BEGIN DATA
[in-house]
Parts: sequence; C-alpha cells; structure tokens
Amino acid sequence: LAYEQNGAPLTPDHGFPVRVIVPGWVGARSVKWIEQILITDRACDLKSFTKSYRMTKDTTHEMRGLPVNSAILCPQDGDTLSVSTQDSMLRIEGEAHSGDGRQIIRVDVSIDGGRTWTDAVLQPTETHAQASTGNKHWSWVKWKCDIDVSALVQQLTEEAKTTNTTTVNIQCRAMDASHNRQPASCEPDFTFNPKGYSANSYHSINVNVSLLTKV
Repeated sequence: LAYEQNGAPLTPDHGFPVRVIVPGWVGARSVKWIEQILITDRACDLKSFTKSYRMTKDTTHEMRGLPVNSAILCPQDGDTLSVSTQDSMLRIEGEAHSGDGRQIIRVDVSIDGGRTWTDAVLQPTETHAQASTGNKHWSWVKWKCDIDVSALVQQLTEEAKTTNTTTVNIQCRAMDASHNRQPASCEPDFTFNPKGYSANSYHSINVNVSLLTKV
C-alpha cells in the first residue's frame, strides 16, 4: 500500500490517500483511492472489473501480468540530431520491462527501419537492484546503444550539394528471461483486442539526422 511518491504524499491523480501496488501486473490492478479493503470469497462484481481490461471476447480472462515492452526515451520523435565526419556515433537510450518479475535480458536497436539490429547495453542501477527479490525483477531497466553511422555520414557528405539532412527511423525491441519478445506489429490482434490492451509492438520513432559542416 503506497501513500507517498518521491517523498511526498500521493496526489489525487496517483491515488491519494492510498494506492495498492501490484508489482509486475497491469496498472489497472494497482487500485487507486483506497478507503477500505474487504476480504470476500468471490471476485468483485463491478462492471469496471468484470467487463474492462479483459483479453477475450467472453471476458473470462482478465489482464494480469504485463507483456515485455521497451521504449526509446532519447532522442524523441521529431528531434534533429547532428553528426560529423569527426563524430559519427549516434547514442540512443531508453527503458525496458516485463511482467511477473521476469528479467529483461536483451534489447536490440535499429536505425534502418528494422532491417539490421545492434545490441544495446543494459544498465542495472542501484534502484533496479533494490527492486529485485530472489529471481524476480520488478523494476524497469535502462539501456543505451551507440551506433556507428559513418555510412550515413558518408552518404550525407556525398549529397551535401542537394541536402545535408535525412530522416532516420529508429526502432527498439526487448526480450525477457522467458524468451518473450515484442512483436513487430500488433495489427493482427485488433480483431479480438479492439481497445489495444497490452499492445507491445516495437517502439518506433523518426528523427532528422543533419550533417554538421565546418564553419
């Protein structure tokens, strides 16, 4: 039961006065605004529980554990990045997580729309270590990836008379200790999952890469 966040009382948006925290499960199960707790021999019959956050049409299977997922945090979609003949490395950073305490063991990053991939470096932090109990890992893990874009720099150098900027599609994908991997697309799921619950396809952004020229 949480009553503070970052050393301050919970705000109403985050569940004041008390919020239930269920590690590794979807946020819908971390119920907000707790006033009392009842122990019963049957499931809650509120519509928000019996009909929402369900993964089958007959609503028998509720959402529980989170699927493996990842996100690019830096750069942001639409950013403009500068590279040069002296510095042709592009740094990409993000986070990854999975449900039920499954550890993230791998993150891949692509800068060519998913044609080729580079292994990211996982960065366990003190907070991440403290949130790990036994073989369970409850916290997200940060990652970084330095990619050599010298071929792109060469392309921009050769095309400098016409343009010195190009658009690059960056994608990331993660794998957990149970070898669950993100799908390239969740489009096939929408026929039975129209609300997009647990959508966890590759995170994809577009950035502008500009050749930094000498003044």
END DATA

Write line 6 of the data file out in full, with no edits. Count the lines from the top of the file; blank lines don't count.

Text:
């Protein structure tokens, strides 16, 4: 039961006065605004529980554990990045997580729309270590990836008379200790999952890469 966040009382948006925290499960199960707790021999019959956050049409299977997922945090979609003949490395950073305490063991990053991939470096932090109990890992893990874009720099150098900027599609994908991997697309799921619950396809952004020229 949480009553503070970052050393301050919970705000109403985050569940004041008390919020239930269920590690590794979807946020819908971390119920907000707790006033009392009842122990019963049957499931809650509120519509928000019996009909929402369900993964089958007959609503028998509720959402529980989170699927493996990842996100690019830096750069942001639409950013403009500068590279040069002296510095042709592009740094990409993000986070990854999975449900039920499954550890993230791998993150891949692509800068060519998913044609080729580079292994990211996982960065366990003190907070991440403290949130790990036994073989369970409850916290997200940060990652970084330095990619050599010298071929792109060469392309921009050769095309400098016409343009010195190009658009690059960056994608990331993660794998957990149970070898669950993100799908390239969740489009096939929408026929039975129209609300997009647990959508966890590759995170994809577009950035502008500009050749930094000498003044």